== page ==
The [old 60-watt and 40-watt] bulbs, which account for about half of all standard-size bulb sales, are part of the U.S. government's multiyear phaseout of traditional incandescents, which began nationwide in January 2012 with the 100-watt. Last year, the phaseout extended to the 75-watt bulb. The bulbs won't disappear overnight. A 2007 energy-efficiency law ... requires that as of Jan. 1 they no longer be made in or imported into the United States. Stores can finish selling their stock.
Consumers in the market for light bulbs are going to have to adjust a bit to a more efficient set of choices.
This comes up in a political context from time to time -- Mitt Romney even briefly made this a campaign issue, falsely claiming traditional incandescent bulbs have been "banned" -- so it's probably a good time to review the policy.
Let's recap what we last discussed over the summer. In 2007, Congress tackled a pretty important energy bill, which included light-bulb provisions that weren’t considered controversial in the slightest. At the time, Rep. Fred Upton (R-Mich.) and congressional Democrats worked together on the larger legislative package, which included advanced light-bulb standards intended to spur innovation, lower costs, and improve energy efficiency.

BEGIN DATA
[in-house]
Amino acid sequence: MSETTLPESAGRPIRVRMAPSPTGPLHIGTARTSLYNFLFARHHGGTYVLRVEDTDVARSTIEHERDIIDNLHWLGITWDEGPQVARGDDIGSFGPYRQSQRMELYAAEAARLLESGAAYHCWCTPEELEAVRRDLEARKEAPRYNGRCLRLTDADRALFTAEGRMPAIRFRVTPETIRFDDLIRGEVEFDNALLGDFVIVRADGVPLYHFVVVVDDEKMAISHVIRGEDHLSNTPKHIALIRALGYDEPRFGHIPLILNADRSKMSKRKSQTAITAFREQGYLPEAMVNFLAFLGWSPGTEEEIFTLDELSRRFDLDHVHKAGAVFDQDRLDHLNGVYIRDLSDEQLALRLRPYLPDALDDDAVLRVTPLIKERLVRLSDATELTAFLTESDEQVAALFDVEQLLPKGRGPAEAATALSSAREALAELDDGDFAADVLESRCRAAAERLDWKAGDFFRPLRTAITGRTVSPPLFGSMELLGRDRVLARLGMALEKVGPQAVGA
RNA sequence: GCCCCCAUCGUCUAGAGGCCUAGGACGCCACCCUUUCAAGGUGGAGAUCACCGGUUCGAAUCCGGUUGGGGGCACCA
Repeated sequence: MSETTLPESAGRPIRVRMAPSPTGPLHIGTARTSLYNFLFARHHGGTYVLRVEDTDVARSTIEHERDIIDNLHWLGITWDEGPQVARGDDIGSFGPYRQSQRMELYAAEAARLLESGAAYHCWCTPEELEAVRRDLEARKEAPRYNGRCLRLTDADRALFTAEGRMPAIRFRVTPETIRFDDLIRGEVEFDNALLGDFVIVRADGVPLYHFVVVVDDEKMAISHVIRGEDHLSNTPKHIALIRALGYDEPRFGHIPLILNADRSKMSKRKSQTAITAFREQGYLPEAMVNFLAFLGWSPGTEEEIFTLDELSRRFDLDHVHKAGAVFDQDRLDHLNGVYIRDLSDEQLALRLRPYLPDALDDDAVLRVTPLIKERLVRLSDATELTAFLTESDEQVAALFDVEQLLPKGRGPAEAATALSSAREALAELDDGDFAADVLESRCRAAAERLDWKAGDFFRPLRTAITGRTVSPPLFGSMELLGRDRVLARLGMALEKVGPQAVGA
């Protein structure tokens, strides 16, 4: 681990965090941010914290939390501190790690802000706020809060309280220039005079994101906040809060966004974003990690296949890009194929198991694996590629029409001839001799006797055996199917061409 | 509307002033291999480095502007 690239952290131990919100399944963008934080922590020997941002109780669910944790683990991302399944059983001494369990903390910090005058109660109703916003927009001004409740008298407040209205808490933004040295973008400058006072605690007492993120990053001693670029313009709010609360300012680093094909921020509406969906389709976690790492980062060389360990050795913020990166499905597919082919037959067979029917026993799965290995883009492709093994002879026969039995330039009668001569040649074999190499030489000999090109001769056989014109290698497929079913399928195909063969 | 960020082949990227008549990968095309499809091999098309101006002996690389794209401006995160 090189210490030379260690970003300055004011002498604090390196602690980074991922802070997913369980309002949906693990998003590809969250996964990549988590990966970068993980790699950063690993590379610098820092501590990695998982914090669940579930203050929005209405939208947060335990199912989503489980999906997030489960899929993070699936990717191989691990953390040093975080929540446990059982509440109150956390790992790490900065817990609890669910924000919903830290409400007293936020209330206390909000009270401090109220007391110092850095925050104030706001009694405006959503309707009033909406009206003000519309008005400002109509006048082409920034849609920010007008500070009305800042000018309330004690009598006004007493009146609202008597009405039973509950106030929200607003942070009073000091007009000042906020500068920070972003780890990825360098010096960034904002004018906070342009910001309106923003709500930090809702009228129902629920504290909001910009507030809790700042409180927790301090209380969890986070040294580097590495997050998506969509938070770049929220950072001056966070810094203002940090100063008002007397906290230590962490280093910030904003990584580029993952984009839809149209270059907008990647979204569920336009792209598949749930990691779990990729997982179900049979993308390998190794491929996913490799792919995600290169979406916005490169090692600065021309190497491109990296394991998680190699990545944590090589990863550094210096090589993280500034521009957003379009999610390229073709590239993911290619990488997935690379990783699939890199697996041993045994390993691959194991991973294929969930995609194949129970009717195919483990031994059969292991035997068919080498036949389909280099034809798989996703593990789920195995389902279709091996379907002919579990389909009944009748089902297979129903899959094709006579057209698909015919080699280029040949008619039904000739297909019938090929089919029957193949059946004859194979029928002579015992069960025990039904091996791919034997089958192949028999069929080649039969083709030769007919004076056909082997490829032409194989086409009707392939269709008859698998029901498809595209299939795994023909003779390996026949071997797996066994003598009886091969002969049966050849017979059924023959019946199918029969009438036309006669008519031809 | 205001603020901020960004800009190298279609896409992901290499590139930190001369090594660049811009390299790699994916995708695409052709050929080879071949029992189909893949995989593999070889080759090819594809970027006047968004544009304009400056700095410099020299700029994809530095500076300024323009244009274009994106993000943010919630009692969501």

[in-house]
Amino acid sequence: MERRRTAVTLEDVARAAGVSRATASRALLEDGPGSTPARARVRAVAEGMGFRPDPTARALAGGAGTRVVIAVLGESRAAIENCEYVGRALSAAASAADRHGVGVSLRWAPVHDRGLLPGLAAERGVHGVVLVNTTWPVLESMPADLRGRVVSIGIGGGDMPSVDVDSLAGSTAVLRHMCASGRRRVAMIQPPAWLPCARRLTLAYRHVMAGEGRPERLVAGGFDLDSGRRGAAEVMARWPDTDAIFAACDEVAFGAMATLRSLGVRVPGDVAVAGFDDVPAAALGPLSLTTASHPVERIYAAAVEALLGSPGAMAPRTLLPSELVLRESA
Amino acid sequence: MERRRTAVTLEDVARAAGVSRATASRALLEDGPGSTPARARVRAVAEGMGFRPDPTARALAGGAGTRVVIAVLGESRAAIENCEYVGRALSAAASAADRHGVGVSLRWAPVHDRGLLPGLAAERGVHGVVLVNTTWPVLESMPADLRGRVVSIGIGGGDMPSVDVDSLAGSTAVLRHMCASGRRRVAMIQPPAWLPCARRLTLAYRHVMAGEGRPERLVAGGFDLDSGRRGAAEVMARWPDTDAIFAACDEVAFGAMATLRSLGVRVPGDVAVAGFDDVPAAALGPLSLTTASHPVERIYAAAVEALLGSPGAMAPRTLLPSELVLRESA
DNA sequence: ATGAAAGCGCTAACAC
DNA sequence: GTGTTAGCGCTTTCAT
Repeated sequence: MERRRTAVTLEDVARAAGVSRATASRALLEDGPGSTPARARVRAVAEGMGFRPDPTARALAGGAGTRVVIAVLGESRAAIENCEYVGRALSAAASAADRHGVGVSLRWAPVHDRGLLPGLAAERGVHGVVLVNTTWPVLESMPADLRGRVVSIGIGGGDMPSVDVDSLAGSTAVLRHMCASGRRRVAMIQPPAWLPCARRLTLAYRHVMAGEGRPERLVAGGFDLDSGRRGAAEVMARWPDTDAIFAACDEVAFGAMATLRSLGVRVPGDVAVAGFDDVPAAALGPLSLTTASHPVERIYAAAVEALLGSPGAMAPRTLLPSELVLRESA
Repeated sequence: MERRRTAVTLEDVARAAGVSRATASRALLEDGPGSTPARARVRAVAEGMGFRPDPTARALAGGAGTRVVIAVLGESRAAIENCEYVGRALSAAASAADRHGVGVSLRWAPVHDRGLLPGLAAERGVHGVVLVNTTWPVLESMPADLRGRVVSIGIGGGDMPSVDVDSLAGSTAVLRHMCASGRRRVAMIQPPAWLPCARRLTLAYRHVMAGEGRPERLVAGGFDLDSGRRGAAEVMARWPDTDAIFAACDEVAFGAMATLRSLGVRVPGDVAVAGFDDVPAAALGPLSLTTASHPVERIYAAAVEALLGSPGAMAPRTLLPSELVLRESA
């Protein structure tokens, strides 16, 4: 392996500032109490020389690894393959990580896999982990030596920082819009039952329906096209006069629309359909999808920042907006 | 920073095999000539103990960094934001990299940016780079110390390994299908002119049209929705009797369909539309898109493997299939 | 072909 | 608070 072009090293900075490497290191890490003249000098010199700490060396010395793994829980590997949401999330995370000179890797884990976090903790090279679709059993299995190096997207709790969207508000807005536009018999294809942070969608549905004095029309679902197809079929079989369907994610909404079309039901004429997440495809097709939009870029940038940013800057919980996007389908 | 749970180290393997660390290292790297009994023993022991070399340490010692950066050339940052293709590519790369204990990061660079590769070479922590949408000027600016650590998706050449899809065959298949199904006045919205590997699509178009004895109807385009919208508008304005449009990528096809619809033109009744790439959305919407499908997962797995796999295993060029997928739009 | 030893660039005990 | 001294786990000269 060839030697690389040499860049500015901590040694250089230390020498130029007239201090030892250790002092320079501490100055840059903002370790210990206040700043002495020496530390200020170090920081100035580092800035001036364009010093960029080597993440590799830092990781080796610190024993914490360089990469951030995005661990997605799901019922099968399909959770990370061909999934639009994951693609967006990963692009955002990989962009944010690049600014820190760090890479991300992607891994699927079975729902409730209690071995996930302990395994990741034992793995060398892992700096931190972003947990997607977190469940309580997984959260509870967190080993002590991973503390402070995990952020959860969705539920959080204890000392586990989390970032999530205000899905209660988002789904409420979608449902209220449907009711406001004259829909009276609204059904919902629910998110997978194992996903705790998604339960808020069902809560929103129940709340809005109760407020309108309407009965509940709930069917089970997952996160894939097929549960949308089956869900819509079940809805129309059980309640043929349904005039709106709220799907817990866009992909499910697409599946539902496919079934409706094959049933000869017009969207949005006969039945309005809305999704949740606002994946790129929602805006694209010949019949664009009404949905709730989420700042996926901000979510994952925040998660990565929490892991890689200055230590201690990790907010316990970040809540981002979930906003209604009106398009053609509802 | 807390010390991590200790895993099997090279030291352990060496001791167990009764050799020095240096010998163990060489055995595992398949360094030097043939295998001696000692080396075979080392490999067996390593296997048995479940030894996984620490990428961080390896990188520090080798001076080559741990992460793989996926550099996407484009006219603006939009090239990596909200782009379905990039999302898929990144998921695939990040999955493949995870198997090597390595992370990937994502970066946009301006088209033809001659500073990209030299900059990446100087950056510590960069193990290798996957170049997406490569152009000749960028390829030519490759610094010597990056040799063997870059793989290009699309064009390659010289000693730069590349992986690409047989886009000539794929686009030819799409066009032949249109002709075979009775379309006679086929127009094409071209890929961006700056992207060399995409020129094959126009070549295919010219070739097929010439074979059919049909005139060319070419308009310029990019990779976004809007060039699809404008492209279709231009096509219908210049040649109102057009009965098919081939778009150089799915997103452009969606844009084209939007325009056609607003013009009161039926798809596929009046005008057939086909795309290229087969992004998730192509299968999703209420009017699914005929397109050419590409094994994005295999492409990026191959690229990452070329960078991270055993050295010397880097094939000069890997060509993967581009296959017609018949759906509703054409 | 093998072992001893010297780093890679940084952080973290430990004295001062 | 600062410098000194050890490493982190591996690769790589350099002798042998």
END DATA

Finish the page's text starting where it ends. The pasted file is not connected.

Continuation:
The provision was approved with bipartisan support – the radicalization of the Republican Party has intensified quickly in recent years – and the larger bill was easily passed and signed by President George W. Bush.
What's more, the policy has been quite successful, working exactly as intended, and producing the kind of energy innovation proponents hoped to see. It was, by any fair measure, a bipartisan success story.
We'll still occasionally hear Republicans describe the Bush/Cheney-backed energy bill as an authoritarian scourge intended to literally keep Americans in the dark, but the transition to a smarter energy policy has actually progressed nicely and efficiently.
Still, as Jan. 1 draws closer, expect the uproar on the right to grow louder.